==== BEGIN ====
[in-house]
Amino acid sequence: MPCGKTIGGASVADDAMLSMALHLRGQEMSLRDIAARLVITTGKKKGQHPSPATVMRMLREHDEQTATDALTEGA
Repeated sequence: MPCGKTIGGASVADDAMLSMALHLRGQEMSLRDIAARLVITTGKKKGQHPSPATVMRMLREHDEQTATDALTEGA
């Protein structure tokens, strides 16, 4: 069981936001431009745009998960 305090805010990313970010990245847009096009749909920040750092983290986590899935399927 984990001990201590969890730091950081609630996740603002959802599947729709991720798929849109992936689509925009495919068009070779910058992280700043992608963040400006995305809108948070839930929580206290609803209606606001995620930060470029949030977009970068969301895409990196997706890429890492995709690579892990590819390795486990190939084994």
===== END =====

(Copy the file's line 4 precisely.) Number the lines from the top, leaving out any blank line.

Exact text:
């Protein structure tokens, strides 16, 4: 069981936001431009745009998960 305090805010990313970010990245847009096009749909920040750092983290986590899935399927 984990001990201590969890730091950081609630996740603002959802599947729709991720798929849109992936689509925009495919068009070779910058992280700043992608963040400006995305809108948070839930929580206290609803209606606001995620930060470029949030977009970068969301895409990196997706890429890492995709690579892990590819390795486990190939084994």